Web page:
Computer Law/Personal email on work computer
I left the office on Friday and left my personal Gmail account up on my office computer. My boss advised me when I came into the office this morning that he had gone through all of my emails - back to August 2012 and further (today is 1/3/2013) specifically to investigate whether or not I had been applying for other employment. He brought up emails that I had sent my sister (they had nothing to do with other employment and he would have had to go through several pages - not just the first page open on the screen to see these). I feel completely violated and suggested to him that when he saw the email open on the computer, he should have simply closed it however he said that since it was company property, he had the right to dig through as much of it as he wanted. Can this be right? Do I have any recourse?
I live in Georgia.
Courts have found that employers are generally free to read employee email messages, as long as there's a valid business purpose for doing so.
These days, many companies reinforce these rights by adopting email policies telling employees that their email isn't private and that the company is monitoring email messages. Some companies also require employees to sign a form acknowledging that their email isn't private.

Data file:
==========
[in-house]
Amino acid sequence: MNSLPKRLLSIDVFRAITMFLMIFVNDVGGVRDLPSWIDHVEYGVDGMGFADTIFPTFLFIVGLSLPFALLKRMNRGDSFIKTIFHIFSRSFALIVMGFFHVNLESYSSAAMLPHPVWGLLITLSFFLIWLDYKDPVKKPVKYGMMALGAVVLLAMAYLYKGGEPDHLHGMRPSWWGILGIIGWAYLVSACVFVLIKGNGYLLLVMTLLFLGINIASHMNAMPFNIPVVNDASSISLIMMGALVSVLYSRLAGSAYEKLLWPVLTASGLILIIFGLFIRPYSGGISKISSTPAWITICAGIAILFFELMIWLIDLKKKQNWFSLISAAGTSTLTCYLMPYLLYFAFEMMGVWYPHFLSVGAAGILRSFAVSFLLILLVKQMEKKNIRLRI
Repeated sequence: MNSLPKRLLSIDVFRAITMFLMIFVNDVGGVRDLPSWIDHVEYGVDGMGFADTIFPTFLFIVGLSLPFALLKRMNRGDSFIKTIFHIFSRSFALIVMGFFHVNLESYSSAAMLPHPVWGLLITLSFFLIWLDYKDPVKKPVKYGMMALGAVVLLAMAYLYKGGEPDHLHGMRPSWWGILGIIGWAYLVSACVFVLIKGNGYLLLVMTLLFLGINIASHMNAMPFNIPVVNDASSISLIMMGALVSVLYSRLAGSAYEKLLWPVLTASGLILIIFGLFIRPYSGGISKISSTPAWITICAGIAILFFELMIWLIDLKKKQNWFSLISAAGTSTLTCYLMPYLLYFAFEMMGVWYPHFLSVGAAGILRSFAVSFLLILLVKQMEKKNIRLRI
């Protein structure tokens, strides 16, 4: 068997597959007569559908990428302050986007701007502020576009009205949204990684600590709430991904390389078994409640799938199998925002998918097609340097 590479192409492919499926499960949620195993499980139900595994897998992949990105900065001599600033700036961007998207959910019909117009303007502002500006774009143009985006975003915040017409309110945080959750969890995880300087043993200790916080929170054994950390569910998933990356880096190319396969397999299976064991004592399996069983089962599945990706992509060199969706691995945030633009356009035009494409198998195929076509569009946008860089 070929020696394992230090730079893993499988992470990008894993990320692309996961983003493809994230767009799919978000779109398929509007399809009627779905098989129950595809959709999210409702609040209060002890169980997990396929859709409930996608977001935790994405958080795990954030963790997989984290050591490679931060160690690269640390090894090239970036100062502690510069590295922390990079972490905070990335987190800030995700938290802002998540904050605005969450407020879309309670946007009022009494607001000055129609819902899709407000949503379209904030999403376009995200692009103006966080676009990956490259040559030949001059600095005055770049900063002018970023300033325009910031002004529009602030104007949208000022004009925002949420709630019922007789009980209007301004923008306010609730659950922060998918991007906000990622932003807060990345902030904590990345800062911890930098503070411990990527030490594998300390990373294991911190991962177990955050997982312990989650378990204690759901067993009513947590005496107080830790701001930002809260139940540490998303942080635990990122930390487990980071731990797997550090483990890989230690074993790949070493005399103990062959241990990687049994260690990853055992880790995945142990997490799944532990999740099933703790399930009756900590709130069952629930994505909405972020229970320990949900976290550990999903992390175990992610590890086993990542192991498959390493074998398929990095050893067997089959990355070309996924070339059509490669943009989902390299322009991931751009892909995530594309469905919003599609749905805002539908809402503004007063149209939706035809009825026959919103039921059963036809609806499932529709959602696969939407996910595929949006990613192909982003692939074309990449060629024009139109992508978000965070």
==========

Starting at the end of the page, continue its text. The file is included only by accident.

Even if your employer doesn't have an email policy, it still probably has the legal right to read employee email messages sent using its equipment and network.
If the company takes steps to protect the privacy of email (by providing a system that allows messages to be designated "confidential" or creating a private password known only to the employee, for example) or if the company assures employees that email is private, you might have a stronger expectation of privacy in the messages covered by these rules and therefore stronger legal protection if the employer reads private emails.
However, most courts to consider the issue have decided in favor of employers, particularly if the company has a compelling reason to read email (for example, to investigate a harassment claim). This includes the United States Supreme Court, which held in 2010 that the city of Ontario, California, could read private text messages a member of its SWAT team sent -- and received -- on his city-issued pager.